Healthcare Professionals

Pillar Procedure

For Snoring and Sleep Apnea

Pillar Procedure for Snoring and Sleep Apnea

The Pillar Procedure is an in-office snoring and sleep apnea treatment that uses minimally invasive palatal implants.

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What it is

About the Pillar Procedure

An estimated 70 million Americans suffer from sleep disorders such as snoring and sleep apnea1,2 that keep them and their bed partners from getting a good night’s sleep.3 Many have tried various snoring treatments and are often left frustrated.

Unlike other surgical snoring and sleep apnea treatments, the Pillar® Procedure is a simple technique you can perform in a single short office visit or in combination with other procedures. This minimally invasive treatment for snoring and sleep apnea is directed at the soft palate. Patients typically resume normal diet and activities the same day.

During the Pillar Procedure, three tiny polyester implants are placed into the soft palate. Over time, the implants – together with the body's natural fibrotic response – add structural support to and stiffen the soft palate. This reduces the tissue vibration that can cause snoring, and the palatal tissue collapse that can obstruct the upper airway and cause sleep apnea.

More than 45,000 people worldwide have been treated with the minimally invasive Pillar Procedure.

Causes of Snoring and Obstructive Sleep Apnea

The vibration or collapse of the soft palate is a significant contributor to snoring and obstructive sleep apnea. When tissue in the upper airway flutters or vibrates, it can cause snoring; obstructive sleep apnea occurs when tissue collapses and/or blocks the upper airway. Studies suggest that the soft palate is involved in more than 80% of snoring and obstructive sleep apnea patients.4,5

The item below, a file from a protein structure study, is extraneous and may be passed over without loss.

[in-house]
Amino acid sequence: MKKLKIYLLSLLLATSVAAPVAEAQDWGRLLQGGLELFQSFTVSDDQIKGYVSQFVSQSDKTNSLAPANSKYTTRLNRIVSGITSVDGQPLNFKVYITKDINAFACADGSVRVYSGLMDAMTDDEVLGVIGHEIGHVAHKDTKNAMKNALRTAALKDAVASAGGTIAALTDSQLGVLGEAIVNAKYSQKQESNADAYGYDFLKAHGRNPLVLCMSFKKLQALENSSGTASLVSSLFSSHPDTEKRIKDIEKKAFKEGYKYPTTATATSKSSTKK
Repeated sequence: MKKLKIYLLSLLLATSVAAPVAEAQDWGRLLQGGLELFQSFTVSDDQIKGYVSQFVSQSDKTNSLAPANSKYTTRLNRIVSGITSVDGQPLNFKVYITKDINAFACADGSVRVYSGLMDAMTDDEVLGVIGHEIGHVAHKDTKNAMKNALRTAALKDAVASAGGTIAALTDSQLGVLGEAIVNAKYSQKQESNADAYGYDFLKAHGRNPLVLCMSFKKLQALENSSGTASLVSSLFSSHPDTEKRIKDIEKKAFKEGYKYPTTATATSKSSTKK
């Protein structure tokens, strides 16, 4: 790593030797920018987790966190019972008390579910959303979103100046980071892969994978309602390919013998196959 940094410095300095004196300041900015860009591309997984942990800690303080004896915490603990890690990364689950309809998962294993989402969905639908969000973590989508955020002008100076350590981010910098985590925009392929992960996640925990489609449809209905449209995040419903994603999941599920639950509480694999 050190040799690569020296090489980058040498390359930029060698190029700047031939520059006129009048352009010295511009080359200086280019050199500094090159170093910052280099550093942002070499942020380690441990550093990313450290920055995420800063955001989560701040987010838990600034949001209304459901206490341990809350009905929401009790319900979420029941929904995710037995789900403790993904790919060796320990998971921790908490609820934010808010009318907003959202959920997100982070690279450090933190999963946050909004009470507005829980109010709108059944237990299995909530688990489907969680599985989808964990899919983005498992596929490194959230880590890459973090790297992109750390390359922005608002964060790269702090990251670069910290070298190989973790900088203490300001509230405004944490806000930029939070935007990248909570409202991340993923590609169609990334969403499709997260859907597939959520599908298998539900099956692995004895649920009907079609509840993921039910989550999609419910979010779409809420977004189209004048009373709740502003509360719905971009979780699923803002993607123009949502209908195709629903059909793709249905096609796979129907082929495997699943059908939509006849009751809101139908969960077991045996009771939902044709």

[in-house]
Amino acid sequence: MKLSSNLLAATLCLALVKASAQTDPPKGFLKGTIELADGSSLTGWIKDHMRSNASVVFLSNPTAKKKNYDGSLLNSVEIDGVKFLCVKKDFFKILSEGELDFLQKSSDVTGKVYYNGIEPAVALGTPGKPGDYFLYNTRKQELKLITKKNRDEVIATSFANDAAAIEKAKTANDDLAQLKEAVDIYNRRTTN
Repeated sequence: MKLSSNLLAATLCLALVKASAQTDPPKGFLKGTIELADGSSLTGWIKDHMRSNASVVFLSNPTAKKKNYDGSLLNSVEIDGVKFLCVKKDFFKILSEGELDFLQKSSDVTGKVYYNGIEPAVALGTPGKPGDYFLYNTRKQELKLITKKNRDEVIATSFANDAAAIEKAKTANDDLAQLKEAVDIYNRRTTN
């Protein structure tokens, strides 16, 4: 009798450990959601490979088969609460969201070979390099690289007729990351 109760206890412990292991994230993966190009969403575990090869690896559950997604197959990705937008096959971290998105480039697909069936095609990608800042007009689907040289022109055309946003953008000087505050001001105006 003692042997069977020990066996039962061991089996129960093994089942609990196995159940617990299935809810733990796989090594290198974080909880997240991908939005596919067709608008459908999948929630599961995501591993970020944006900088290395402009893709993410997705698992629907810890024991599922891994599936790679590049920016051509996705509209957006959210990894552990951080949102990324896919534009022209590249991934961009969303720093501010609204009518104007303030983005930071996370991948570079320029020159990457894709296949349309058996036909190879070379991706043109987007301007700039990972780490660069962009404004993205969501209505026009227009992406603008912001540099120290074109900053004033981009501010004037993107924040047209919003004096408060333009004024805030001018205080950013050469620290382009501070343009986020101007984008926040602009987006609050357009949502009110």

As muscles in the upper airway relax during sleep, unsupported or excess tissue in the back of the mouth and throat can collapse, thereby reducing the cross-sectional area of the airway. For a constant volume of inspired air, the air speed through the collapsed region must increase. Whenever there is an increase in air velocity, there is also a corresponding drop in pressure. This lower pressure leads to the creation of a lifting force similar to that of an airplane wing.

In the airway, this creates an imbalance of forces. The palate vibrates as the aerodynamic forces overwhelm the structural integrity of the palate, resulting in snoring sounds. When the negative pressure in the airway reaches a critical point, the combination of collapsible tissues and loss of muscle tone causes airway collapse or obstruction, resulting in obstructive sleep apnea.


References

1

Brain Facts, A Primer on the Brain and Nervous System. Society for Neuroscience, 2008.

3

Beninati W et al. The effect of snoring and obstructive sleep apnea on the sleep quality of bed partners. Mayo Clin Proc. 1999 Oct; 74(10):955-8.

4

Katsantonis GP, Moss K, Miyazaki S, et al. Determining the site of airway collapse in obstructive sleep apnea with airway pressure monitoring. Laryngoscope 1993; 103:1126-1131.

5

Quinn SJ, Daly N, Ellis PD, Observation of the mechanism of snoring using sleep nasoendoscopy. Clinical Otolaryngology 1995:20(4);360-6.

How It Works

Implant Material

Imaging Studies

Aerodynamic Airflow

Computational Modeling